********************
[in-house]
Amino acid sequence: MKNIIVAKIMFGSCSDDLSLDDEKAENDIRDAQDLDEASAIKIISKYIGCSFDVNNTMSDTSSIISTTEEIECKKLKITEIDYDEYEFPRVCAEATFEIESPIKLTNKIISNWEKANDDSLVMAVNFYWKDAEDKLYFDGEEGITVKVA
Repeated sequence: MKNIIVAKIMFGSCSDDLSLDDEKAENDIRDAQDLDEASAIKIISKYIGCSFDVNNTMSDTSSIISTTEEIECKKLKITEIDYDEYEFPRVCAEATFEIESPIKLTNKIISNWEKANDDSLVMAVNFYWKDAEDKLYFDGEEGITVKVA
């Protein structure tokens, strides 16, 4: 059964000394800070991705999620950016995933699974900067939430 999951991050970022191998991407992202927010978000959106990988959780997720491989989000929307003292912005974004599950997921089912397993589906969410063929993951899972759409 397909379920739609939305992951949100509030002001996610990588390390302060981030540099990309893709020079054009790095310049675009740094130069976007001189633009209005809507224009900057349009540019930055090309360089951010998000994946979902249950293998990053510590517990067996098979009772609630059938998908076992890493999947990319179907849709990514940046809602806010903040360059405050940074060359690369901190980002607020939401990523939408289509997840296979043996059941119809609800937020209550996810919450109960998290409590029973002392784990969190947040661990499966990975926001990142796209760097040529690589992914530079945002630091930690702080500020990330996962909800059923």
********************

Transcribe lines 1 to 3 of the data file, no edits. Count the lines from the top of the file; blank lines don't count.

[in-house]
Amino acid sequence: MKNIIVAKIMFGSCSDDLSLDDEKAENDIRDAQDLDEASAIKIISKYIGCSFDVNNTMSDTSSIISTTEEIECKKLKITEIDYDEYEFPRVCAEATFEIESPIKLTNKIISNWEKANDDSLVMAVNFYWKDAEDKLYFDGEEGITVKVA
Repeated sequence: MKNIIVAKIMFGSCSDDLSLDDEKAENDIRDAQDLDEASAIKIISKYIGCSFDVNNTMSDTSSIISTTEEIECKKLKITEIDYDEYEFPRVCAEATFEIESPIKLTNKIISNWEKANDDSLVMAVNFYWKDAEDKLYFDGEEGITVKVA